-               Silver hairs means old and wise. Metellus says that Cicero will be helpful because hes wise and stable.

-               Metellus says that they are young and their judgment might look immature, but if Cicero is in, hell make it look good because hes old. In essence, he could be the second alchemy.

-               Cicero is a leader, not a follower. Cicero may not listen and do what they want, and he may discover their true motives.

-               Brutus doesnt want Cicero in the conspiracy because Cicero might become more honorable than Brutus.

-               Power corrupts those who hold it. Brutus is starting to become corrupt with the power he holds.

-               Cassius thought he would be the master puppeteer. However, Brutus becomes powerful and makes several decisions, such as vetoing Cassiuss suggestions.

-               Brutus is a terrible strategist. The ideas he vetoes were good ideas.

-               Decius asks if Caesar should be the only one killed.

-               Cassius suggests killing Antony because hes Caesars good friend. Antony might come after the conspirators to annoy them if he is not killed, which he does.

-               Brutus says that if they kill Antony, it may look like revenge, not a purge. There will be too much death and bloodshed, and they will look like murderers instead of purgers.

-               Antony is a limb of Caesar; he cant live without him.

-               Brutus underestimates Antony because he is gamesome.

-               Brutus says lets be purifiers, not killers.

-               Brutus agrees that Caesar has to die, but that they should kill him honorably, not wrathfully. Carve him to make him fit for the gods, not to be something one might throw to the dogs. This is for honor, not envy.

-               Brutus didnt want to unnecessarily kill innocent men. He was the honest man with true motives.

-               Not killing Antony was a huge mistake.

-               Cassius was afraid of Antony because he loves Caesar.

-               Brutus underestimates Antony. He thinks that the most he will do is kill himself if Caesar dies, because he cant live without Caesar.

-               Brutus says that Antony is devoted only to sports, wildness, and company.

-               Trebonius says that Antony will later laugh at Caesars death.

-               Cassius thinks that Caesar may not come to the Capitol because he may be afraid of the soothsayers warning.

-               Decius says that hell flatter Caesar so hell come to the Capitol. Caesar says that he hates flatterers, but truthfully, he loves to be flattered.

-               Metellus will get Ligarius in the conspiracy because Ligarius hates Caesar.

-               Brutus tells the conspirators to be actors, and not to look like theyre going to do something evil.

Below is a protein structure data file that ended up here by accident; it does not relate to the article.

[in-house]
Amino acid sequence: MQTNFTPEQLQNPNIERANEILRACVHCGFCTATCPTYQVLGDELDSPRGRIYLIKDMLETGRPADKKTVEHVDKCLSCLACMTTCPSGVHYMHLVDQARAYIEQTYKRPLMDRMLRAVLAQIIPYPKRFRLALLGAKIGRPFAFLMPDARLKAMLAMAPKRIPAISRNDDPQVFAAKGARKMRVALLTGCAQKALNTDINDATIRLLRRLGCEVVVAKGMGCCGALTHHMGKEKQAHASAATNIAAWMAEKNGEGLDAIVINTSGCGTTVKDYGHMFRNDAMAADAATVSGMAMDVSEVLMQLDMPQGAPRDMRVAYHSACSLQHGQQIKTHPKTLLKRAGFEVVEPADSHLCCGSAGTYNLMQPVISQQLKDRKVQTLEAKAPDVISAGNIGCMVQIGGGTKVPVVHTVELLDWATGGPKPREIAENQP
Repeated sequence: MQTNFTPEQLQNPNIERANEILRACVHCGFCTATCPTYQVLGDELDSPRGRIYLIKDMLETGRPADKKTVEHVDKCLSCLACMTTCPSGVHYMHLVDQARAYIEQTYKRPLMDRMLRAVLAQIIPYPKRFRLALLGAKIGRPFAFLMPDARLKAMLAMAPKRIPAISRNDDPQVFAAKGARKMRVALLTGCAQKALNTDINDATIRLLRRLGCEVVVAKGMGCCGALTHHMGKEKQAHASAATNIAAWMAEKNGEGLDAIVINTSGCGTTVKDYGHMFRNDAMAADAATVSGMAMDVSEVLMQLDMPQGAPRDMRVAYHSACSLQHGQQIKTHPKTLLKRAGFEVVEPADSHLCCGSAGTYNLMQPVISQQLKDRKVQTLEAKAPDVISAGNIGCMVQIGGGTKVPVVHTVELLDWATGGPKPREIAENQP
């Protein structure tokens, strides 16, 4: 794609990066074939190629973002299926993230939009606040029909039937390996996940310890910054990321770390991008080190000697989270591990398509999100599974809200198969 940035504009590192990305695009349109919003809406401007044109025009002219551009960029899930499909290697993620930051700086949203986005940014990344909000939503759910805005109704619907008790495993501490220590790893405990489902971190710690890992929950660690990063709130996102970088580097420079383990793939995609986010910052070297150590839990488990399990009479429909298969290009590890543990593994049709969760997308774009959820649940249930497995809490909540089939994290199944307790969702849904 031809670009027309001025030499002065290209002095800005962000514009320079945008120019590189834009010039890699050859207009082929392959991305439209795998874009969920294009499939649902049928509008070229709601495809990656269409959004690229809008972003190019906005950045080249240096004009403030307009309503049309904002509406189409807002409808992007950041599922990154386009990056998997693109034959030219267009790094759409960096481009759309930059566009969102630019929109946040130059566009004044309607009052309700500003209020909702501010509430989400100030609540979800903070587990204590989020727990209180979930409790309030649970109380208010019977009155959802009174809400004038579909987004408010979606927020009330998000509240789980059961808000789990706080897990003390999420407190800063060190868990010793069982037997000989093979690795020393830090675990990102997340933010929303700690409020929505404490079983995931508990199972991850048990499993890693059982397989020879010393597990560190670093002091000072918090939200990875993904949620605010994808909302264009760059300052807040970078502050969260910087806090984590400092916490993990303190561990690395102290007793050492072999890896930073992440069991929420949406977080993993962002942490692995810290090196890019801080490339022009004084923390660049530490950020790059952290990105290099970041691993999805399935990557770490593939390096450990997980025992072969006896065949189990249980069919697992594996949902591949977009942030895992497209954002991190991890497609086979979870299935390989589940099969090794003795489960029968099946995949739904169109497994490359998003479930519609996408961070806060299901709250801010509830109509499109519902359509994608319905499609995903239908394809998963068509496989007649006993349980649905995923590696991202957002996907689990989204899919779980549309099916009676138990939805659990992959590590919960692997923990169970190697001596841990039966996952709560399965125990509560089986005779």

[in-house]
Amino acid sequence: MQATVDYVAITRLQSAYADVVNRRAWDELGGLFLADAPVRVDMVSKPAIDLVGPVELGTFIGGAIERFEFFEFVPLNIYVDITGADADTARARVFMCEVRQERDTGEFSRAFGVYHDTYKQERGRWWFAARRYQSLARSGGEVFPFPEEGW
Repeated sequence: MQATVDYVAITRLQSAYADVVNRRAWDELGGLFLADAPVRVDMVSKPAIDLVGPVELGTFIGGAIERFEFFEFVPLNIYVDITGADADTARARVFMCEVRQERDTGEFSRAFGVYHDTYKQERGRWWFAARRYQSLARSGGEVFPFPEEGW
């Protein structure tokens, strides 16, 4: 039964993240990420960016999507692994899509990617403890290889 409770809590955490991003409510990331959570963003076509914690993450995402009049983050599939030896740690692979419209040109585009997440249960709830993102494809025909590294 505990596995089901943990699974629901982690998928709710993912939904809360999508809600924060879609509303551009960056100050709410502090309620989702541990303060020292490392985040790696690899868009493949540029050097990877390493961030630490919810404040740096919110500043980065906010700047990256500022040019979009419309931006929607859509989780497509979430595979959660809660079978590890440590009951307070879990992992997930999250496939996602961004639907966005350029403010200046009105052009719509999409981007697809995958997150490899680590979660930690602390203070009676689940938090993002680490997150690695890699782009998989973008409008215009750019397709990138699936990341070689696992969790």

-               Brutus asks his wife, Portia, why she is up so early, since it is so early, since it is so early and so cold for her weak body.

-               Portia argues that he shouldnt be up, and asks what the matter was. Brutus was upset; he had his arms folded, didnt eat, was ungentle, and he was more impatient than usual. She had left him alone, but to no avail.

-               Brutus is not eating or sleeping; Portia asks what his grief was.

-               Portia says that Brutus would go to a doctor if he were sick.

-               Portia knows that it is not a physical sickness, but an emotional problem that she should know about.

-               Portia knows something is up, because she saw the conspirators strangely dressed, and Brutus is acting oddly.

-               Portia feels that she has a right to know his secret because she has been faithful to him.

-               Portia says that she will not tell his secrets. Constancy in this case means loyalty. She stabbed herself in the thigh to show her loyalty and faithfulness.

-               Stabbing herself means that if she can endure the physical pain, she can also endure the emotional pain, and share the pain together with Brutus.

-               Brutus promises to tell her his secrets, but after he sees to his guest.

-               Ligarius says that hell join the conspiracy.

-               Brutus says that they should kill Caesar; it will make sick men whole. This means that men that are sick of Caesar will become whole after Caesars death.

-               Ligarius says that killing Caesar will also make whole men sick. Marc Antony, like others who really like Caesar, will become sick.

-               Ligarius says that he doesnt know exactly what hes supposed to do, but he will follow Brutus and all of his directions.

Act II, Scene II

-               Calpurnia had a nightmare that Caesar was killed.

-               Priests used to kill animals and make predictions from the animals body.